It’s not uncommon in southern
Europe to come across a grasshopper that looks like a stick insect. A quick
browse in Chinery’s book on insects and there was a species that matched it
well – Acrida ungarica. This book gives
no English name but more recently names that crop up are nosed grasshopper or
cone-headed grasshopper, from its look, and Hungarian grasshopper, from its
Insect ID often isn’t that easy and that’s the case here. Paul Tout, Honeyguide leader in Istria and Slovenia, sent me a link to an Italian picture showing two species. Some internet sources show three subspecies.
Then Paul Brock’s book ‘A photographic guide to Insects of Southern
Europe & the Mediterranean’ was released late in 2017, and a
visit to Crete in April was an ideal time to test
this fine new book in the field.
Truxalis nasuta or Nosey Cone-headed Grasshopper, Crete, April 2018. Only easy to see this green form when it steps out of the vegetation.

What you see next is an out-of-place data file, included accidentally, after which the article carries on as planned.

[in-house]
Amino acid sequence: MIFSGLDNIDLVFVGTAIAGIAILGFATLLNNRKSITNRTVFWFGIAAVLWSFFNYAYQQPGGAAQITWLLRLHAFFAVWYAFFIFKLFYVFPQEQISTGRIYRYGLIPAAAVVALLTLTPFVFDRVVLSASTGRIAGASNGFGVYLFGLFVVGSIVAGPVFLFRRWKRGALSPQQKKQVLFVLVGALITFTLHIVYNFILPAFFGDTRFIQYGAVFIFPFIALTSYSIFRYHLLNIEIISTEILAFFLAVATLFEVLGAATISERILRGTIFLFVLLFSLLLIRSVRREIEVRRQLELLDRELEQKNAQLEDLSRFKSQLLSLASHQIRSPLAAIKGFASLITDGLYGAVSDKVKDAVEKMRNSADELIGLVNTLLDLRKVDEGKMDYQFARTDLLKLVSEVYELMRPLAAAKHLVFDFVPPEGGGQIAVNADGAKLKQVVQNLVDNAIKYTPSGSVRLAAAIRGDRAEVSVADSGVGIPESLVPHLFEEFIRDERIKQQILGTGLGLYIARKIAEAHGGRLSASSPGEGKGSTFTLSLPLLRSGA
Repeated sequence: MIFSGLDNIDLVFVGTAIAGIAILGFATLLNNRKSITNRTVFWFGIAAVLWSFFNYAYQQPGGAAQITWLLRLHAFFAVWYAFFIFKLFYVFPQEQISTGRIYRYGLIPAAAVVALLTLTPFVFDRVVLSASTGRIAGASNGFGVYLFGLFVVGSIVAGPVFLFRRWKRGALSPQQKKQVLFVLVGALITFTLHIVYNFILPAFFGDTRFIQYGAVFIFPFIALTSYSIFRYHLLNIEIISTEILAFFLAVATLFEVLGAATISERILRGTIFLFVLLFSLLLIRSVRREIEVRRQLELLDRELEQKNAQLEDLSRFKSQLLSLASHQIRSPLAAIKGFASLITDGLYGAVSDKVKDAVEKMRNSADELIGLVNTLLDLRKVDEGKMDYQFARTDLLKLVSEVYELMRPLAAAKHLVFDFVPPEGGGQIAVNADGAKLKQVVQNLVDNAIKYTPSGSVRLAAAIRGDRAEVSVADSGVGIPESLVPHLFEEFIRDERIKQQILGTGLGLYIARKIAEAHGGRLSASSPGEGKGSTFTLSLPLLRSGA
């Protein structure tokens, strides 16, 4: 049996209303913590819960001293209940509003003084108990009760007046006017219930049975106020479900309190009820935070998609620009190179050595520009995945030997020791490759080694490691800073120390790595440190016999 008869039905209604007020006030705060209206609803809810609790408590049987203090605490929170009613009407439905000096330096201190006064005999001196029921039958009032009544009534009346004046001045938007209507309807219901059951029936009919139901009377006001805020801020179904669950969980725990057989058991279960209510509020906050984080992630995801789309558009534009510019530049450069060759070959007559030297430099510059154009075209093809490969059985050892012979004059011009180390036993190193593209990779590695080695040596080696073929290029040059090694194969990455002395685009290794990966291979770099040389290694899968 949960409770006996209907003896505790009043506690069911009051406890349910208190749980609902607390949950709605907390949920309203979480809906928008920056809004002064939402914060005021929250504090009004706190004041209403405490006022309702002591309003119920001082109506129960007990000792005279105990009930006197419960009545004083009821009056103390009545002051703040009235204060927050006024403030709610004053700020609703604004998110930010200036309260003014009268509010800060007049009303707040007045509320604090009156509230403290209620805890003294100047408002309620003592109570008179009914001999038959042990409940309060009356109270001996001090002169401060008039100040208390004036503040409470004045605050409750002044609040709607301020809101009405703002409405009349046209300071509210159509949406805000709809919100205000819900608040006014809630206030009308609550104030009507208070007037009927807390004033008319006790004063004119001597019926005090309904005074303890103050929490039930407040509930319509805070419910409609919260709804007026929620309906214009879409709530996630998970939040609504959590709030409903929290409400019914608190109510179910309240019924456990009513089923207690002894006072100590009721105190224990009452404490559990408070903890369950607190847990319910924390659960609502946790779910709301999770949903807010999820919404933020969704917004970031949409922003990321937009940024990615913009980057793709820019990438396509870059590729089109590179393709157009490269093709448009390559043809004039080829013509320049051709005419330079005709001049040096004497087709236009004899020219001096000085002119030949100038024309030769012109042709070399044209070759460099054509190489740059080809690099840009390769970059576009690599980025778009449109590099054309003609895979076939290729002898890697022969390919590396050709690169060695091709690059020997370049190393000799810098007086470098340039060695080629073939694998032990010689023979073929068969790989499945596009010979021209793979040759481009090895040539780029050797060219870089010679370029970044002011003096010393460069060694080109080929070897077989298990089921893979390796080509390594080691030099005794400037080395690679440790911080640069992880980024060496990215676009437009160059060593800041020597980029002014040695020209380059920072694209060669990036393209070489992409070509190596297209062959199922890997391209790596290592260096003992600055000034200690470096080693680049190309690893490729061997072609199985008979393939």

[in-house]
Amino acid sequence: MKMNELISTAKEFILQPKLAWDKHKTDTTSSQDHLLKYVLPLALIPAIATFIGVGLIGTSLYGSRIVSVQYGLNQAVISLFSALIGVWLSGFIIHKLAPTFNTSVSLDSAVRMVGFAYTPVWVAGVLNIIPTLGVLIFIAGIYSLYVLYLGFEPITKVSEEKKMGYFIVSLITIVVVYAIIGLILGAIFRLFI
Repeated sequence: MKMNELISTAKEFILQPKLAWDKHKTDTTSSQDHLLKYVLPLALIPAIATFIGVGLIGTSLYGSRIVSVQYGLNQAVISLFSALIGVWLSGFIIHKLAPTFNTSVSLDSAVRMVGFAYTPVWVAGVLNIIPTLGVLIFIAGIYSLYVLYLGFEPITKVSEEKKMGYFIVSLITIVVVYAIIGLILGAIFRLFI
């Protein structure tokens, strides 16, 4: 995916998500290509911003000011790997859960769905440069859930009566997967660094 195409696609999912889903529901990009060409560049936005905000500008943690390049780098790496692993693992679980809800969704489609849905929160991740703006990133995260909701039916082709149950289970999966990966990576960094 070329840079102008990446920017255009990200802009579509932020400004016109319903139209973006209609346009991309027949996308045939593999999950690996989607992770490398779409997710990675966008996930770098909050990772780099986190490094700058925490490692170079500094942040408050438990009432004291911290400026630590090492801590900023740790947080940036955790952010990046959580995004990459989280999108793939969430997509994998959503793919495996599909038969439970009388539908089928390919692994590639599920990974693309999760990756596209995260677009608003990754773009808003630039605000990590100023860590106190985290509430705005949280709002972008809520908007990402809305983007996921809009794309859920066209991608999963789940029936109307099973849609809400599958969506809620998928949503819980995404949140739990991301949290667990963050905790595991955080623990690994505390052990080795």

The insects in
Crete match perfectly what Brock calls Truxalis nasuta or Nosey Cone-headed Grasshopper (using Brock’s
style of capital letters). The IUCN* calls this species Splendid Cone-headed Grasshopper.
The IUCN also says “The genus Acrida is in need of taxonomic revision”. However most references, Brock included, have simply two species: Acrida ungarica in much of central and southern
Europe and Truxalis
the Mediterranean, including coastal , Iberia Crete and North Africa, albeit with maps showing quite a lot of
overlap. I have re-labelled photos from as Truxalis, following Brock. Morocco
Truxalis nasuta, Morocco, March 2017. A dry year in Morocco so a brown form.
Colour variation is a nice feature of these grasshoppers, green or brown to match the surrounding vegetation.
* The International Union for Conservation of Nature